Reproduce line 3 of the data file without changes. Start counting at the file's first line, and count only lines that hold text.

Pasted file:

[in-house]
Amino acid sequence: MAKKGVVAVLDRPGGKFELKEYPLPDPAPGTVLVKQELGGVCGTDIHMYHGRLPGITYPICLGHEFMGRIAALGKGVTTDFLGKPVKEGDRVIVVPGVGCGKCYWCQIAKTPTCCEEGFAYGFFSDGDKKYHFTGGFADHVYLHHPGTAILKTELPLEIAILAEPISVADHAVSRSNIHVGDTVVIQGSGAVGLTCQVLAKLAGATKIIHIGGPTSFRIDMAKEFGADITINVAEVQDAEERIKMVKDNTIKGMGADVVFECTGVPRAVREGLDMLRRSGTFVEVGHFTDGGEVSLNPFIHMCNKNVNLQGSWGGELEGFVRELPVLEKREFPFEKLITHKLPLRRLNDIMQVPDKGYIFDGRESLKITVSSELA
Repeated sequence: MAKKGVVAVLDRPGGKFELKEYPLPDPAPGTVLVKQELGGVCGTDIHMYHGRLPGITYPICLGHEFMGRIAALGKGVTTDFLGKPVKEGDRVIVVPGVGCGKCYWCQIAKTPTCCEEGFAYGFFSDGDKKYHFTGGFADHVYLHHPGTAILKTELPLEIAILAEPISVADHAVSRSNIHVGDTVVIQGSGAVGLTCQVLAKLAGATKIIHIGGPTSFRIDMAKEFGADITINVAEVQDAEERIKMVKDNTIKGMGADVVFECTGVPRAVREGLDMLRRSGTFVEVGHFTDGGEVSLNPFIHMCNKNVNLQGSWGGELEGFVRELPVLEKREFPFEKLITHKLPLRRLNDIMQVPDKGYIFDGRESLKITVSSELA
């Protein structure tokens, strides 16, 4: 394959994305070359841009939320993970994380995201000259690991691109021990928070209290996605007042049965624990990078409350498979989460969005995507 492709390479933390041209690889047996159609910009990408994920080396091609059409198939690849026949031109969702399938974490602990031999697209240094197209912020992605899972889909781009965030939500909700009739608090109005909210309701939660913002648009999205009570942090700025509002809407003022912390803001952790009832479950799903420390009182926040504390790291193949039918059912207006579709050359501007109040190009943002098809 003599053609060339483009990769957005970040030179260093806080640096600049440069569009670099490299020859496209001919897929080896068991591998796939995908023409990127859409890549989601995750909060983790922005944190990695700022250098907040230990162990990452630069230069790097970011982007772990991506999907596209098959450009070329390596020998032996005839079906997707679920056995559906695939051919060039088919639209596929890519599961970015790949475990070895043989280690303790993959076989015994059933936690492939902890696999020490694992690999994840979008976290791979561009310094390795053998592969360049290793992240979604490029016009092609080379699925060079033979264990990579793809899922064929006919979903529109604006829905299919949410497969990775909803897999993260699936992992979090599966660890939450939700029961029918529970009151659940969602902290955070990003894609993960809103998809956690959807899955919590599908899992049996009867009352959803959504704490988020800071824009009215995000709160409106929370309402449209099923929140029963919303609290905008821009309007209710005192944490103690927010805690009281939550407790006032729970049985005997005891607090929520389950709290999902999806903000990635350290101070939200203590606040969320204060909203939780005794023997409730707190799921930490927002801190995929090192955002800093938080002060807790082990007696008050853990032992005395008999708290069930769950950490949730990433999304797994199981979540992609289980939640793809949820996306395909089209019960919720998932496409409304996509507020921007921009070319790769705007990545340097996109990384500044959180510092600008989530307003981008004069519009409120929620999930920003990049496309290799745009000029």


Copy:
Repeated sequence: MAKKGVVAVLDRPGGKFELKEYPLPDPAPGTVLVKQELGGVCGTDIHMYHGRLPGITYPICLGHEFMGRIAALGKGVTTDFLGKPVKEGDRVIVVPGVGCGKCYWCQIAKTPTCCEEGFAYGFFSDGDKKYHFTGGFADHVYLHHPGTAILKTELPLEIAILAEPISVADHAVSRSNIHVGDTVVIQGSGAVGLTCQVLAKLAGATKIIHIGGPTSFRIDMAKEFGADITINVAEVQDAEERIKMVKDNTIKGMGADVVFECTGVPRAVREGLDMLRRSGTFVEVGHFTDGGEVSLNPFIHMCNKNVNLQGSWGGELEGFVRELPVLEKREFPFEKLITHKLPLRRLNDIMQVPDKGYIFDGRESLKITVSSELA